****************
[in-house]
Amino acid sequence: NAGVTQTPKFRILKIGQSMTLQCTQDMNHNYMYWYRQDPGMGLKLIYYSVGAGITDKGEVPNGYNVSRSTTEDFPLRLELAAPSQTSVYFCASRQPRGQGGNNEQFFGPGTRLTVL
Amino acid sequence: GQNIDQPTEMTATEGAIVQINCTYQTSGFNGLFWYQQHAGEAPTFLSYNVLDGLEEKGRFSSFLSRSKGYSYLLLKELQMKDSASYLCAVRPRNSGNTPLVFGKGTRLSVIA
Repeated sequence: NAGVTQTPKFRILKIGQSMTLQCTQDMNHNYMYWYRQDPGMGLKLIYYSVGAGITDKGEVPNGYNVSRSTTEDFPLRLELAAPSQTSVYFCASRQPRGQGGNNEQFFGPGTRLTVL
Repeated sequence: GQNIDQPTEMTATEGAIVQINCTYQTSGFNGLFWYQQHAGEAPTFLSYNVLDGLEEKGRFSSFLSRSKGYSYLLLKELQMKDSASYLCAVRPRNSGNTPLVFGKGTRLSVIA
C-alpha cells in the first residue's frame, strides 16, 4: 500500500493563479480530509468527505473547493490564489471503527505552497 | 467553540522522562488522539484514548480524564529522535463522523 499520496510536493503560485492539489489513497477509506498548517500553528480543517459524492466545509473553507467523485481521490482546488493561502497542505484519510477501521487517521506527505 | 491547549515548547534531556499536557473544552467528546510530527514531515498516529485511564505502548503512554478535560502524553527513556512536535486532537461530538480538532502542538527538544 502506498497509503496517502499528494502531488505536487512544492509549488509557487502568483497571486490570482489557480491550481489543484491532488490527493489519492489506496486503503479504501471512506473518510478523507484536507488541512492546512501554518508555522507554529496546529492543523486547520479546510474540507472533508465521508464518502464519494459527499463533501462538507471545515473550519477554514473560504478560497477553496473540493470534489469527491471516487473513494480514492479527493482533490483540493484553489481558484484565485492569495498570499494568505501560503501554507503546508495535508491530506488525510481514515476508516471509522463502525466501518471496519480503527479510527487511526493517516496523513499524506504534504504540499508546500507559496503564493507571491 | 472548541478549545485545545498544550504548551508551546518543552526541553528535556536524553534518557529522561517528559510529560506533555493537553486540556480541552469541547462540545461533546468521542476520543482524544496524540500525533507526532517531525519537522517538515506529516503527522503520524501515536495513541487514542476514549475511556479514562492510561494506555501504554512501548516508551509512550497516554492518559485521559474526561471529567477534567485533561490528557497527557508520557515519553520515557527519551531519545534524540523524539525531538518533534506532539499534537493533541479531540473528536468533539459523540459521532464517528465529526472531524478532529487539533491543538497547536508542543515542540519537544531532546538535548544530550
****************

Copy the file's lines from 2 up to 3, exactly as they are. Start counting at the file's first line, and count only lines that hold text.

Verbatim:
Amino acid sequence: NAGVTQTPKFRILKIGQSMTLQCTQDMNHNYMYWYRQDPGMGLKLIYYSVGAGITDKGEVPNGYNVSRSTTEDFPLRLELAAPSQTSVYFCASRQPRGQGGNNEQFFGPGTRLTVL
Amino acid sequence: GQNIDQPTEMTATEGAIVQINCTYQTSGFNGLFWYQQHAGEAPTFLSYNVLDGLEEKGRFSSFLSRSKGYSYLLLKELQMKDSASYLCAVRPRNSGNTPLVFGKGTRLSVIA